The Federal Prosecution Office from Rio Grande, Tierra del Fuego has called for the arrest of 26 officers allegedly involved in torture practices against conscripts during the Falklands conflict in 1982. The case has been ongoing for over a decade but it remains at snail pace.
Federal prosecutor Marcelo Rapoport working with the advice from the Crimes against Humanity prosecution special office, asked for the arrest of the 26 officers involved in 22 different cases.
The crimes allegedly were committed in West Falkland, by the Yapeyú Task Force, belonging to the Fifth Infantry Regiment, III Infantry Brigade, to which were assigned five military companies.
Prosecutor Rapoport said that military commands in the Falklands, during the conflict ordered and executed several different types of torture against soldiers, among which the most common was staking and burying. These methods were used to combat repeated indiscipline from ranks which complained bitterly about the lack of food and clothing for the winter weather.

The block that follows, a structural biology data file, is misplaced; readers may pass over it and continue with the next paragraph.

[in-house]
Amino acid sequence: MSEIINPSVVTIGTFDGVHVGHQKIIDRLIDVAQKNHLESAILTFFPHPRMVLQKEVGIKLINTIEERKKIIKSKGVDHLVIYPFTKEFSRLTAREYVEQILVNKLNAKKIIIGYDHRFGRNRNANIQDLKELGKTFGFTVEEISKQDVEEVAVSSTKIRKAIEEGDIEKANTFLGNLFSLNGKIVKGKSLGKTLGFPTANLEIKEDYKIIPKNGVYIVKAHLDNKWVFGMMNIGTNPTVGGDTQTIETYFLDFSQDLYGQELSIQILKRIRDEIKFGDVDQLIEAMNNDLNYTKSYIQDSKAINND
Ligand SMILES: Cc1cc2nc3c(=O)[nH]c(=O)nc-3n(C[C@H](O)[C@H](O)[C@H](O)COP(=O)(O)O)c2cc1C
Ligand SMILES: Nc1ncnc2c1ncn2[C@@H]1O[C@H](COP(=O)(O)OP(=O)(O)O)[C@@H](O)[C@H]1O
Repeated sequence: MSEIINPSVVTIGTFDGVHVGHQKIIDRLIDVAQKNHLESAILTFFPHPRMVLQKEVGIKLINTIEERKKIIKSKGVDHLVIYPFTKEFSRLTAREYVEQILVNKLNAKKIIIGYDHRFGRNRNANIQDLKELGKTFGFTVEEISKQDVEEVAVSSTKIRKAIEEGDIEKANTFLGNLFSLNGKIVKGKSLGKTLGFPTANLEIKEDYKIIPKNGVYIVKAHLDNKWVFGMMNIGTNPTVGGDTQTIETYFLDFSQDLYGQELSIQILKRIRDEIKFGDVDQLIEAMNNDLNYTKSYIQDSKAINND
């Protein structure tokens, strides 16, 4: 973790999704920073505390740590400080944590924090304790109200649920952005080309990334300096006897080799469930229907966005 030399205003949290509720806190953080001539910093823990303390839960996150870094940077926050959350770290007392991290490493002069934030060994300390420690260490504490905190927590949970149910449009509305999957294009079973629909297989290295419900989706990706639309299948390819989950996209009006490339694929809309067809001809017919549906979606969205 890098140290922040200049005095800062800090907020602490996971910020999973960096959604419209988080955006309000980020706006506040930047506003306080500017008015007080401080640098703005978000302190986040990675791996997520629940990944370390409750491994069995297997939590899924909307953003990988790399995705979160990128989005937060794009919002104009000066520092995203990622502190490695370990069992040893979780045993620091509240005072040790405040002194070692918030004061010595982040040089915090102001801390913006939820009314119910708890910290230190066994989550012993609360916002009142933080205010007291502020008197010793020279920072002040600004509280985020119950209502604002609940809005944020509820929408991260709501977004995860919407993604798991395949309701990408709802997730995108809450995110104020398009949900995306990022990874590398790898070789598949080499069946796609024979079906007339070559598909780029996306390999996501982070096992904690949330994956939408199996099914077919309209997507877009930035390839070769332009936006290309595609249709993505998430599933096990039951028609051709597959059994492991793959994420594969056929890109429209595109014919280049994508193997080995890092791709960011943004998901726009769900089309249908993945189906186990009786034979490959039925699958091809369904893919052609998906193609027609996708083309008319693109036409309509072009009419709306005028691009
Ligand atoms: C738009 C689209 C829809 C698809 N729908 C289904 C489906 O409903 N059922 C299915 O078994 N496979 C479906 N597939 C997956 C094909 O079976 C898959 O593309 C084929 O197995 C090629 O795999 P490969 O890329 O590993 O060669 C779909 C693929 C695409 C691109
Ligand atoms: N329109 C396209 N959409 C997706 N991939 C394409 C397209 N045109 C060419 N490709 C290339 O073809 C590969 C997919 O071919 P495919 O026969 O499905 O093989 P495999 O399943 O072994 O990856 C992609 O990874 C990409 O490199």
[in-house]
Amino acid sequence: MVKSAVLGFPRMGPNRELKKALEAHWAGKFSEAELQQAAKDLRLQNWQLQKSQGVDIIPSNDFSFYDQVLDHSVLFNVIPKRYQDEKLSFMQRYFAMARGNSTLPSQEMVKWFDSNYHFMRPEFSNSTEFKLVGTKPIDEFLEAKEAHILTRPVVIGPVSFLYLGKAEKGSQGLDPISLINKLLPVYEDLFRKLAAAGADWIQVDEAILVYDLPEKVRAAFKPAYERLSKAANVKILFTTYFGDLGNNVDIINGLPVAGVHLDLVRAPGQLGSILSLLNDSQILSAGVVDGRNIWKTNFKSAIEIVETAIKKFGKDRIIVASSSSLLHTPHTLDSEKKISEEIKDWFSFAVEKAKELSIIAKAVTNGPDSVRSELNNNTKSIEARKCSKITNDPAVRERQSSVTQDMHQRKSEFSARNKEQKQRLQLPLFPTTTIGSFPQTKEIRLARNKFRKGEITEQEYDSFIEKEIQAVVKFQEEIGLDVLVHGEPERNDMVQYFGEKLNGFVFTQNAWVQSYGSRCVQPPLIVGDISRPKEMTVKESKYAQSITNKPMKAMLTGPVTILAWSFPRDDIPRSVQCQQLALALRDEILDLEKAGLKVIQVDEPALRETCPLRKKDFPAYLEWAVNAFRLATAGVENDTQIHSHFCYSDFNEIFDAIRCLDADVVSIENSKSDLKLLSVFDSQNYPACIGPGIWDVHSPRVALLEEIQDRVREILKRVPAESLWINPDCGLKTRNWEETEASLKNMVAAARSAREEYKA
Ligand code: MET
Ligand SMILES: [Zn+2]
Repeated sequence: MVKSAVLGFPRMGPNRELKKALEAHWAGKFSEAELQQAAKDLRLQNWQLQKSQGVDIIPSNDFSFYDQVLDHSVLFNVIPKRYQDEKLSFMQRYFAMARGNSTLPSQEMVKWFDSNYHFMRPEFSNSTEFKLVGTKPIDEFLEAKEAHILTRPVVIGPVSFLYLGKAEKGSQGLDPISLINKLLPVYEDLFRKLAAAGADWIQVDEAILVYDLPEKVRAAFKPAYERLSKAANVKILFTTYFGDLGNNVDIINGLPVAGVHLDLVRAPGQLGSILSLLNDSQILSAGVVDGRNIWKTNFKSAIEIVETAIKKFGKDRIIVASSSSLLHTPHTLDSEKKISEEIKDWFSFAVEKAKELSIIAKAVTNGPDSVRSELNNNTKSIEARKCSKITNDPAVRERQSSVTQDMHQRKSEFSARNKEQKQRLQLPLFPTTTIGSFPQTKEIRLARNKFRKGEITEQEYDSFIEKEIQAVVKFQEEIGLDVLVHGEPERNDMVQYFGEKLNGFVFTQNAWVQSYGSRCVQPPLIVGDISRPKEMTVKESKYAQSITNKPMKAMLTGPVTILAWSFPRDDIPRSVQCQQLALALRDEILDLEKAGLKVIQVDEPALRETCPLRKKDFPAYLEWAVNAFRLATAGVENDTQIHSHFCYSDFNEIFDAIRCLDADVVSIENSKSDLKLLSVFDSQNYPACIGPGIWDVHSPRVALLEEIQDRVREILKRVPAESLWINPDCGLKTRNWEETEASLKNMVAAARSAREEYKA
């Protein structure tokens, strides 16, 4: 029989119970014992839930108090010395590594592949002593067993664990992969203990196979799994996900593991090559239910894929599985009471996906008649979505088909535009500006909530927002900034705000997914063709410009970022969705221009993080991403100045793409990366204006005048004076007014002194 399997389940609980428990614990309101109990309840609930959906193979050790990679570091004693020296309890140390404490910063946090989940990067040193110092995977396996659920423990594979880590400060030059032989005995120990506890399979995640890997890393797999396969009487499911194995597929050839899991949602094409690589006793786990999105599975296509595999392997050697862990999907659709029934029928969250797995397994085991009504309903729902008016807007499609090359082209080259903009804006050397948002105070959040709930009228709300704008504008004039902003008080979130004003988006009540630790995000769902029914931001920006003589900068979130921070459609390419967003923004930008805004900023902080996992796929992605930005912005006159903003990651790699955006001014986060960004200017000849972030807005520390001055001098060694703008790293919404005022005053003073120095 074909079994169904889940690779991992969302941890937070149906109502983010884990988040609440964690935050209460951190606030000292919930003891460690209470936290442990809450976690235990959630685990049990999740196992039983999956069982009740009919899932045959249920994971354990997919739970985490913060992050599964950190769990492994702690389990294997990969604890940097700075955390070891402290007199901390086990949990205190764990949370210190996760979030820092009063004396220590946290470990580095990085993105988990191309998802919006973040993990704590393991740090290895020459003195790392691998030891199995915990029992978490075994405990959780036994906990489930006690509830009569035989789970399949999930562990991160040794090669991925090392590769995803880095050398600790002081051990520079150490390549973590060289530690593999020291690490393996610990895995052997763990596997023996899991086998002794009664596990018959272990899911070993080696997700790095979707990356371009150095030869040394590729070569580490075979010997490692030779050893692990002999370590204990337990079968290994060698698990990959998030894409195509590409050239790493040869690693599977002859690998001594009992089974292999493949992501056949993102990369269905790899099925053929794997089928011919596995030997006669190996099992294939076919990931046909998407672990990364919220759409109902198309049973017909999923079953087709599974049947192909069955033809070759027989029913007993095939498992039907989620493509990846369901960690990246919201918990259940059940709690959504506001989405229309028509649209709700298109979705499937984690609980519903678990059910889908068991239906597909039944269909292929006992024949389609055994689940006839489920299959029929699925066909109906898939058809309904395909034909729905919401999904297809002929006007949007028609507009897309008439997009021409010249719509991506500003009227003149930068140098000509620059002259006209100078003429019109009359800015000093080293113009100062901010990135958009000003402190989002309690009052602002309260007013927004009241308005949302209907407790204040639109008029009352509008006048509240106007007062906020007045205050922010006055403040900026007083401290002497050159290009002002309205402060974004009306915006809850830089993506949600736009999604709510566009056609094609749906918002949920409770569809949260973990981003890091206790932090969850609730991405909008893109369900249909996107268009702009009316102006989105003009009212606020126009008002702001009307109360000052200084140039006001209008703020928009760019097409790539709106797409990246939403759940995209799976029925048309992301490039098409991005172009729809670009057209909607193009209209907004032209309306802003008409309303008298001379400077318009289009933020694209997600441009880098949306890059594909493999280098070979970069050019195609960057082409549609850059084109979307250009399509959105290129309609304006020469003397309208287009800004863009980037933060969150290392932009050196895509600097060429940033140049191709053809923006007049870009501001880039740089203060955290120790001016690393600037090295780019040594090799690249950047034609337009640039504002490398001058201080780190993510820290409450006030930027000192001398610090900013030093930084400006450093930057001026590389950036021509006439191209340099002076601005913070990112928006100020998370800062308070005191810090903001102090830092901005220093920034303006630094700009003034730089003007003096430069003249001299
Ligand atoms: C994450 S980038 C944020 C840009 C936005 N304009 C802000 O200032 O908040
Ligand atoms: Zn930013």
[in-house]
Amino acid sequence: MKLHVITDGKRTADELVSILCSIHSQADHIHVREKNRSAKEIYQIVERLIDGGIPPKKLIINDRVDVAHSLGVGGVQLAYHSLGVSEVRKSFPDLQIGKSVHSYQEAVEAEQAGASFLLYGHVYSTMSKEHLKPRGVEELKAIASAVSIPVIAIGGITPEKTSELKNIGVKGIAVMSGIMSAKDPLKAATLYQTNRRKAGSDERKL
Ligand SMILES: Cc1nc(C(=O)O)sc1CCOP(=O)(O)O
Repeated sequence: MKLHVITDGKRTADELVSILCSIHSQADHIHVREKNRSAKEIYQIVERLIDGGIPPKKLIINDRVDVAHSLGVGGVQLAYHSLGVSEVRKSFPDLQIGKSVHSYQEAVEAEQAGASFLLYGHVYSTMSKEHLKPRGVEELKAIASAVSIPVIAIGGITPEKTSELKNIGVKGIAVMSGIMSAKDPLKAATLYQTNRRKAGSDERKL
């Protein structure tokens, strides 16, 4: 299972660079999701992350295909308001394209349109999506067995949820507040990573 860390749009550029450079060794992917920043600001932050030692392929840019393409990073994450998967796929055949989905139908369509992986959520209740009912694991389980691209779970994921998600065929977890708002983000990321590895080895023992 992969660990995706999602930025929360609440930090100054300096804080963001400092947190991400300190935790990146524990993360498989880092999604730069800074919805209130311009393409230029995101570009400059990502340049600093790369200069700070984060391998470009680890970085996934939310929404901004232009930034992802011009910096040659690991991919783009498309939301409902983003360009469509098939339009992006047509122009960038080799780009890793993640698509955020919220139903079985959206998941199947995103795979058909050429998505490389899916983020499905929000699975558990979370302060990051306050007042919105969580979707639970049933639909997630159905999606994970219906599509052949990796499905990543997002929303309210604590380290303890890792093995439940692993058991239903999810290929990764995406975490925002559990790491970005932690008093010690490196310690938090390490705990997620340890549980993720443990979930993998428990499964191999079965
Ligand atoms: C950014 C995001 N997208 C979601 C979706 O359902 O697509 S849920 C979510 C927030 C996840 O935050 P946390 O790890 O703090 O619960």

The Rio Grande federal prosecution recalled the Argentine state international obligation of investigating such crimes and requested a raft of proves to help with several more actions incorporated to the demand.
We're talking about crimes against humanity, war crimes, and under International Law, even before the case at this court, these crimes are considered imprescriptible said prosecutor Rapoport.
The case was started following personal experiences of several conscripts at the end of the conflict, some twenty of them, which were collected and unified under a single claim by Pablo Vessel, at the time Human Rights secretary of the Corrientes Province government.
Of the 23 original testimonies, soldiers said they had been victims of torture or witnesses of torture on their comrades and several referred to the death by starvation of at least three conscripts said Vassal, who added the case was formally presented eleven years ago under the auspices of the memory, truth and justice movement.
With time the number of torture and ill treatment reports committed by Argentine military officers climbed to over 120, presented by soldiers from all over the country. Official information was reinforced in 2015 when some military data was declassified by then president Cristina Fernandez.
From those reports it is clearly evident the enormous quantity of new torture cases, since under military rules, officers and petty officers were mandated to make daily reports and on return from the Islands, following the surrender, many of them acknowledged that rank and file had in effect been ill treated and abused, said Pablo Vessel, following a meeting with the prosecution.